WATCH: Columbia’s father-daughter investing duo
Columbia entrepreneur James Hatton and his 5-year-old daughter Sky like to spend their time investing in the stock market.
Mike Christen, The Daily Herald
Investing in stocks and other assets is a great way to grow long-term wealth. In fact, if your goal is to retire comfortably, it’s smart to put your savings into stocks, which have a strong history of delivering solid returns.
It’s also a good idea to check on your investments from time to time, whether they’re in a retirement plan or a brokerage account, to make sure they’re performing the way you expect them to. And as the value of your different holdings shifts, you’ll want to keep checking on your investments to make sure you’re still well-diversified.
But one thing you shouldn’t do is check your investments obsessively. And according to a recent Personal Capital survey, a little more than 20% of people check their investments on a daily basis. If you’re in that habit, it’s time to break it – before it comes back to bite you.
The danger of checking your investments too frequently
The stock market can be very volatile. But even during periods of relative calm, it’s possible for the value of an individual stock to fluctuate from one day to the next, especially if news comes out that impacts trading activity.
That’s why checking your portfolio every day isn’t a good idea. It can be very unsettling to see the value of your investments tumble overnight, and that could, in turn, lead you to make rash decisions – like dumping investments when they’re down rather than giving them a chance to recover.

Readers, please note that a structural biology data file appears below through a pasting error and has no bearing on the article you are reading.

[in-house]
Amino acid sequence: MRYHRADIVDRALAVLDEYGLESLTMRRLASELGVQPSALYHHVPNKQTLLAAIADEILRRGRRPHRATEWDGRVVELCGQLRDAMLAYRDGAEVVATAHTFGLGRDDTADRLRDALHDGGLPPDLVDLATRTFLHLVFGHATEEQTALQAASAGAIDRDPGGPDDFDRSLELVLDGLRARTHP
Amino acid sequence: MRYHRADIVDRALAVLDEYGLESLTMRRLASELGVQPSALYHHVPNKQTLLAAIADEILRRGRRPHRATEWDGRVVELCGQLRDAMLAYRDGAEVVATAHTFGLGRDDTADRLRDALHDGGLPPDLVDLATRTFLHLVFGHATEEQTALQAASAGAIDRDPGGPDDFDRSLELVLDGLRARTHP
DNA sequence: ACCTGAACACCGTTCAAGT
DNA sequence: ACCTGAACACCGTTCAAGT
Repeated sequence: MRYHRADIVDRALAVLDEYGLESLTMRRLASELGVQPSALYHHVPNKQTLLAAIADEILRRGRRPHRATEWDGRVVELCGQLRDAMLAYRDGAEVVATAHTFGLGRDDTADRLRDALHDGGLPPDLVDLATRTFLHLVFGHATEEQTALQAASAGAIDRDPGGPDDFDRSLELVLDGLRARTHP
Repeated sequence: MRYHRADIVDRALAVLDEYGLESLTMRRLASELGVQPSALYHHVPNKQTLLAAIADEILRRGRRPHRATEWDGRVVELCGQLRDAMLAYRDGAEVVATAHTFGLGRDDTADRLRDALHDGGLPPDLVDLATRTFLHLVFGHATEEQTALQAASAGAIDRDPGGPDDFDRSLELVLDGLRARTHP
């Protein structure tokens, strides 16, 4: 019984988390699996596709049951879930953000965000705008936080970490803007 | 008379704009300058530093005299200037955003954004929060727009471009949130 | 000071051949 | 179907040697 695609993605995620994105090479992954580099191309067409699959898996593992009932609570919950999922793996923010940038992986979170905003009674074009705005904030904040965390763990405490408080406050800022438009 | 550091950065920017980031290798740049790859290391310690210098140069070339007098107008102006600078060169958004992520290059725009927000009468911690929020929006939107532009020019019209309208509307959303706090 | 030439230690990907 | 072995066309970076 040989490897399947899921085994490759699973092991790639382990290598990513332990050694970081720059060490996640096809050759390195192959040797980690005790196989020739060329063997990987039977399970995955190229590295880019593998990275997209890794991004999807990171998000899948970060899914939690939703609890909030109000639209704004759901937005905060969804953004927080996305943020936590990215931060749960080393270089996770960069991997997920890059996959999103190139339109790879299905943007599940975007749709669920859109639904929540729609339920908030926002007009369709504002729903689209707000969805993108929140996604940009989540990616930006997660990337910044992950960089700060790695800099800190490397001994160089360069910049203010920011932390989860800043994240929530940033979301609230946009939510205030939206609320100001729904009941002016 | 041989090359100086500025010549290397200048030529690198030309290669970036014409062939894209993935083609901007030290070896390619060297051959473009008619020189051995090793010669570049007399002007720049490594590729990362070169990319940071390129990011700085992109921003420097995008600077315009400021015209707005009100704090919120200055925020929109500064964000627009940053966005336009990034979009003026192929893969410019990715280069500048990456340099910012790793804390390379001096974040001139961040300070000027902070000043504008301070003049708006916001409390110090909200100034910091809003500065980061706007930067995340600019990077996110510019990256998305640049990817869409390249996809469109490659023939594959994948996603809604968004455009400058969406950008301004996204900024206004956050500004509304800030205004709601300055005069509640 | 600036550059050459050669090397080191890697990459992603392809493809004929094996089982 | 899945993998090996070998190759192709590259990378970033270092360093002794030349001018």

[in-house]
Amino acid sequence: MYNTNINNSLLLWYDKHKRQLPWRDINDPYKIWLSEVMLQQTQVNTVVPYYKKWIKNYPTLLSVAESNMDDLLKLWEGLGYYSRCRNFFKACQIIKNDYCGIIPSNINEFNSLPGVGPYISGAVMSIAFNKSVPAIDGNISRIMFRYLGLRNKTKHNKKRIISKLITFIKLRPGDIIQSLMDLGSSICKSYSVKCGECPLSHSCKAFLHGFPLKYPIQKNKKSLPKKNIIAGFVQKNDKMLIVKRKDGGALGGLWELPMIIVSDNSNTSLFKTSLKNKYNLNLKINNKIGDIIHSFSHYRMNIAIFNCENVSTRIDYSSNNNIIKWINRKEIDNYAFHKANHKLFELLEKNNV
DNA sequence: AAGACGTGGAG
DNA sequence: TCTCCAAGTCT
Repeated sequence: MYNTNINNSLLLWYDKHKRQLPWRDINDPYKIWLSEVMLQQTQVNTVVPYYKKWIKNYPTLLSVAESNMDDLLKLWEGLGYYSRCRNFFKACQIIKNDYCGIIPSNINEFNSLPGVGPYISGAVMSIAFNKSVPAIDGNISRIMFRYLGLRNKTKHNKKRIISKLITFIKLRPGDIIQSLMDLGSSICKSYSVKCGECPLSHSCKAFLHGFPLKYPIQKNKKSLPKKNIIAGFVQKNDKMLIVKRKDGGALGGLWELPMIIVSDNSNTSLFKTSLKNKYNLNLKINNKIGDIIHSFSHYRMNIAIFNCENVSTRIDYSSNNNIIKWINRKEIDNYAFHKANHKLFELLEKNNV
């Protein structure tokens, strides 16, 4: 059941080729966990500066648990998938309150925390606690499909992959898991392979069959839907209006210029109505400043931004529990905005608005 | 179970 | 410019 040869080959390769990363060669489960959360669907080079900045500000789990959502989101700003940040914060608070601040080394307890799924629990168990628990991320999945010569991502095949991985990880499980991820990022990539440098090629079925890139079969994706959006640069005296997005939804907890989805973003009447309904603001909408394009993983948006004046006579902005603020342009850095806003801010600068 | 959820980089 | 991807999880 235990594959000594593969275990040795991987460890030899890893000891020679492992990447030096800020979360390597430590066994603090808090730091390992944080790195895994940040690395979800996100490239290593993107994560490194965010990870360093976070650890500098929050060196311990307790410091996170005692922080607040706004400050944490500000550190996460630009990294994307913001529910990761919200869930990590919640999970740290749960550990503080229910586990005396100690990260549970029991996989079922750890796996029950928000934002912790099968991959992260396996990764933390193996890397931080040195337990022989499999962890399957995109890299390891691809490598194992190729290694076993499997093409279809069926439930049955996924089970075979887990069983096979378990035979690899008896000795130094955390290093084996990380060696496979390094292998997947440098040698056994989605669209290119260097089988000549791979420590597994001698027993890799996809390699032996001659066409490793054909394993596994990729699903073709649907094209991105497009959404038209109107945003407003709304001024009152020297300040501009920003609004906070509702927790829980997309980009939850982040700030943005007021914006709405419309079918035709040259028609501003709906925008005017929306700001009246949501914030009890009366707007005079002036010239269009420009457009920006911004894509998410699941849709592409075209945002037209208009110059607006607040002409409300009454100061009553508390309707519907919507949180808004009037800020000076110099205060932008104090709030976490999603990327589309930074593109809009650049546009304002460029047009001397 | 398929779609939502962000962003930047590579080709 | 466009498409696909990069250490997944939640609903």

One thing it’s easy to overlook is that when your portfolio value declines, you’re not actually out any money on the spot. Rather, you only lose money if you actually sell stocks or other investments for less than what you paid for them. And so the last thing you need is to be tempted to take such action over what will often boil down to a temporary blip.
Be in it for the long haul
It is possible to make money in stocks on a short-term basis. A safer bet, however, is to take a long-term approach to investing and plan to hold your stocks for many years. That way, you’ll have time to ride out the market’s ups and downs and come out in a profitable position.
Once you commit to investing on a long-term basis, looking at your investments every day becomes needless. After all, what’s the point in stressing over an overnight decline when you’re not planning to liquidate your stocks for several decades?
It’s all about moderation
To be clear, checking your portfolio every quarter is a good idea. You may even want to have a look every month. But a daily checkup can do much more harm than good.
If you’re in the habit of reviewing your investments every day, use those few minutes to instead meditate, walk around, or do something else that’s good for your health. But obsessing over the value of your portfolio could have the opposite effect — it could cause you unnecessary stress that you don’t deserve to deal with.
Offer from the Motley Fool: 10 stocks we like better than Walmart
When our award-winning analyst team has an investing tip, it can pay to listen. After all, the newsletter they have run for over a decade, Motley Fool Stock Advisor, has tripled the market.*
They just revealed what they believe are the ten best stocks for investors to buy right now… and Walmart wasn’t one of them! That’s right — they think these 10 stocks are even better buys.
The Motley Fool has a disclosure policy.
The Motley Fool is a USA TODAY content partner offering financial news, analysis and commentary designed to help people take control of their financial lives. Its content is produced independently of USA TODAY.